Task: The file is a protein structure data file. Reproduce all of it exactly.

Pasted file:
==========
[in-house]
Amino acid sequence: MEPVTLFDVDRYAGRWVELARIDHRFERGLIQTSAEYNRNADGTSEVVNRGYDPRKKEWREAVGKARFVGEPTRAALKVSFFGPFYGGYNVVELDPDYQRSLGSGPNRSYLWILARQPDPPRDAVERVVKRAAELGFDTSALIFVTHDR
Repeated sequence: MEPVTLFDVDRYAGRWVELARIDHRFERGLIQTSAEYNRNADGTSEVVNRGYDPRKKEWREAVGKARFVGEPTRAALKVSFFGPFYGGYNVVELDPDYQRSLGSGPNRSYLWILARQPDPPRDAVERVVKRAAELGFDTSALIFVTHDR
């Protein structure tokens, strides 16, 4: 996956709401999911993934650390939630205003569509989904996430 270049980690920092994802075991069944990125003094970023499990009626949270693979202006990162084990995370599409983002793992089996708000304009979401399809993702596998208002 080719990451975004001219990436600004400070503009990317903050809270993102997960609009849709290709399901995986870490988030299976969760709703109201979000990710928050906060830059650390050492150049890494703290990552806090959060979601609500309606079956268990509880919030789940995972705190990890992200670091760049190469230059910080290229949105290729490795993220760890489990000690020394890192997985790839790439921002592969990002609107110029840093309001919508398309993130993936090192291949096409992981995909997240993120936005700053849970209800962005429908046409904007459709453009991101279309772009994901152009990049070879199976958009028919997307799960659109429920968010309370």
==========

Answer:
[in-house]
Amino acid sequence: MEPVTLFDVDRYAGRWVELARIDHRFERGLIQTSAEYNRNADGTSEVVNRGYDPRKKEWREAVGKARFVGEPTRAALKVSFFGPFYGGYNVVELDPDYQRSLGSGPNRSYLWILARQPDPPRDAVERVVKRAAELGFDTSALIFVTHDR
Repeated sequence: MEPVTLFDVDRYAGRWVELARIDHRFERGLIQTSAEYNRNADGTSEVVNRGYDPRKKEWREAVGKARFVGEPTRAALKVSFFGPFYGGYNVVELDPDYQRSLGSGPNRSYLWILARQPDPPRDAVERVVKRAAELGFDTSALIFVTHDR
């Protein structure tokens, strides 16, 4: 996956709401999911993934650390939630205003569509989904996430 270049980690920092994802075991069944990125003094970023499990009626949270693979202006990162084990995370599409983002793992089996708000304009979401399809993702596998208002 080719990451975004001219990436600004400070503009990317903050809270993102997960609009849709290709399901995986870490988030299976969760709703109201979000990710928050906060830059650390050492150049890494703290990552806090959060979601609500309606079956268990509880919030789940995972705190990890992200670091760049190469230059910080290229949105290729490795993220760890489990000690020394890192997985790839790439921002592969990002609107110029840093309001919508398309993130993936090192291949096409992981995909997240993120936005700053849970209800962005429908046409904007459709453009991101279309772009994901152009990049070879199976958009028919997307799960659109429920968010309370």